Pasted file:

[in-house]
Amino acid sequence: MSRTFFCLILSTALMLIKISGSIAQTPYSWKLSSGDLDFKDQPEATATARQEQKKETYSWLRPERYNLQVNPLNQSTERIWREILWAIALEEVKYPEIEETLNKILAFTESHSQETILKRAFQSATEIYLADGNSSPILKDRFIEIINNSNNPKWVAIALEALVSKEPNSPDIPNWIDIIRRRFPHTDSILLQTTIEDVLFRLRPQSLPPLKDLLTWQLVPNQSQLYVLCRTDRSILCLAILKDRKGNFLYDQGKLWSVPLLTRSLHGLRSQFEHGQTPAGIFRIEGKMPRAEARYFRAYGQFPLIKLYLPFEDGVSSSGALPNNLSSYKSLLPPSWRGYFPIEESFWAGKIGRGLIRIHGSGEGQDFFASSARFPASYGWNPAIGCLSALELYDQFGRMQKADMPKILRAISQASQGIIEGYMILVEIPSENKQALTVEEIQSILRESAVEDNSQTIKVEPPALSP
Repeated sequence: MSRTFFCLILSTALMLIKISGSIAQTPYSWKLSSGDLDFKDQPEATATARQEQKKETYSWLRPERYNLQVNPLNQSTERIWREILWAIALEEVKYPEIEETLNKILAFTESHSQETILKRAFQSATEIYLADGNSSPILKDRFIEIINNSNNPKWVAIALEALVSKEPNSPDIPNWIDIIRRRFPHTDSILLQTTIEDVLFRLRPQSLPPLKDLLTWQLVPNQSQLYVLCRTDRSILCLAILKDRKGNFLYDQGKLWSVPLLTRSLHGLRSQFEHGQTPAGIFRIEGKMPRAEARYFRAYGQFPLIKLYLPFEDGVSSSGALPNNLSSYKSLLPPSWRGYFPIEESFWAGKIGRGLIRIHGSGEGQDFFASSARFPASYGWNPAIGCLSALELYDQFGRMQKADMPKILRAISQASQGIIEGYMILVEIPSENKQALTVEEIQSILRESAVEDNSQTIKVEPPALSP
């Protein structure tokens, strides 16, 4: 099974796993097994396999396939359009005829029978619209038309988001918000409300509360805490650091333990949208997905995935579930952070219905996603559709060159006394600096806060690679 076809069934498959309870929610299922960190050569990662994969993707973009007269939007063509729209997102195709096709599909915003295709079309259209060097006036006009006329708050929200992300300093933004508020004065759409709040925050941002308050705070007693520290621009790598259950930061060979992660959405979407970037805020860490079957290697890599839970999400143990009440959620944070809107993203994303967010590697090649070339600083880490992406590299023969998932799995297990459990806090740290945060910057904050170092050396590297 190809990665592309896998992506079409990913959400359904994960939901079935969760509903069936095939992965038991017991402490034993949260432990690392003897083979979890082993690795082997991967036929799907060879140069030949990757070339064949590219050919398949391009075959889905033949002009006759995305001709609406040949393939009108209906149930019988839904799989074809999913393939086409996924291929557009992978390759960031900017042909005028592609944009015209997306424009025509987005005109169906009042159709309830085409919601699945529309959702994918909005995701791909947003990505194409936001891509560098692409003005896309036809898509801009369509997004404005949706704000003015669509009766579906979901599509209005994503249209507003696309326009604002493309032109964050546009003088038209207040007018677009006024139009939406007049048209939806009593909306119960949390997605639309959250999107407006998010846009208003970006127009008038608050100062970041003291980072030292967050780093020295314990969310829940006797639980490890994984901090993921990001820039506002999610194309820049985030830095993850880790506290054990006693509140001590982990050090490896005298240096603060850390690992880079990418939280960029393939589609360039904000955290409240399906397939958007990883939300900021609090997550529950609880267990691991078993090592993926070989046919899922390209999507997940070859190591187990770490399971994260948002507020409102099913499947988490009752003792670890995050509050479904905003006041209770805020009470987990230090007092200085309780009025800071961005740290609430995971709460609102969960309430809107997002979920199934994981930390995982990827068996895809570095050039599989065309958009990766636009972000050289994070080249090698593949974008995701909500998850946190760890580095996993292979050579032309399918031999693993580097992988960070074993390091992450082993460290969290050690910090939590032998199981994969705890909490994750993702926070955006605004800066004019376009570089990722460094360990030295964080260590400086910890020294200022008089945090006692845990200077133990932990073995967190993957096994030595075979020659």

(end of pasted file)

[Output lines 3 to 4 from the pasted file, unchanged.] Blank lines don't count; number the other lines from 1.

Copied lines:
Repeated sequence: MSRTFFCLILSTALMLIKISGSIAQTPYSWKLSSGDLDFKDQPEATATARQEQKKETYSWLRPERYNLQVNPLNQSTERIWREILWAIALEEVKYPEIEETLNKILAFTESHSQETILKRAFQSATEIYLADGNSSPILKDRFIEIINNSNNPKWVAIALEALVSKEPNSPDIPNWIDIIRRRFPHTDSILLQTTIEDVLFRLRPQSLPPLKDLLTWQLVPNQSQLYVLCRTDRSILCLAILKDRKGNFLYDQGKLWSVPLLTRSLHGLRSQFEHGQTPAGIFRIEGKMPRAEARYFRAYGQFPLIKLYLPFEDGVSSSGALPNNLSSYKSLLPPSWRGYFPIEESFWAGKIGRGLIRIHGSGEGQDFFASSARFPASYGWNPAIGCLSALELYDQFGRMQKADMPKILRAISQASQGIIEGYMILVEIPSENKQALTVEEIQSILRESAVEDNSQTIKVEPPALSP
């Protein structure tokens, strides 16, 4: 099974796993097994396999396939359009005829029978619209038309988001918000409300509360805490650091333990949208997905995935579930952070219905996603559709060159006394600096806060690679 076809069934498959309870929610299922960190050569990662994969993707973009007269939007063509729209997102195709096709599909915003295709079309259209060097006036006009006329708050929200992300300093933004508020004065759409709040925050941002308050705070007693520290621009790598259950930061060979992660959405979407970037805020860490079957290697890599839970999400143990009440959620944070809107993203994303967010590697090649070339600083880490992406590299023969998932799995297990459990806090740290945060910057904050170092050396590297 190809990665592309896998992506079409990913959400359904994960939901079935969760509903069936095939992965038991017991402490034993949260432990690392003897083979979890082993690795082997991967036929799907060879140069030949990757070339064949590219050919398949391009075959889905033949002009006759995305001709609406040949393939009108209906149930019988839904799989074809999913393939086409996924291929557009992978390759960031900017042909005028592609944009015209997306424009025509987005005109169906009042159709309830085409919601699945529309959702994918909005995701791909947003990505194409936001891509560098692409003005896309036809898509801009369509997004404005949706704000003015669509009766579906979901599509209005994503249209507003696309326009604002493309032109964050546009003088038209207040007018677009006024139009939406007049048209939806009593909306119960949390997605639309959250999107407006998010846009208003970006127009008038608050100062970041003291980072030292967050780093020295314990969310829940006797639980490890994984901090993921990001820039506002999610194309820049985030830095993850880790506290054990006693509140001590982990050090490896005298240096603060850390690992880079990418939280960029393939589609360039904000955290409240399906397939958007990883939300900021609090997550529950609880267990691991078993090592993926070989046919899922390209999507997940070859190591187990770490399971994260948002507020409102099913499947988490009752003792670890995050509050479904905003006041209770805020009470987990230090007092200085309780009025800071961005740290609430995971709460609102969960309430809107997002979920199934994981930390995982990827068996895809570095050039599989065309958009990766636009972000050289994070080249090698593949974008995701909500998850946190760890580095996993292979050579032309399918031999693993580097992988960070074993390091992450082993460290969290050690910090939590032998199981994969705890909490994750993702926070955006605004800066004019376009570089990722460094360990030295964080260590400086910890020294200022008089945090006692845990200077133990932990073995967190993957096994030595075979020659």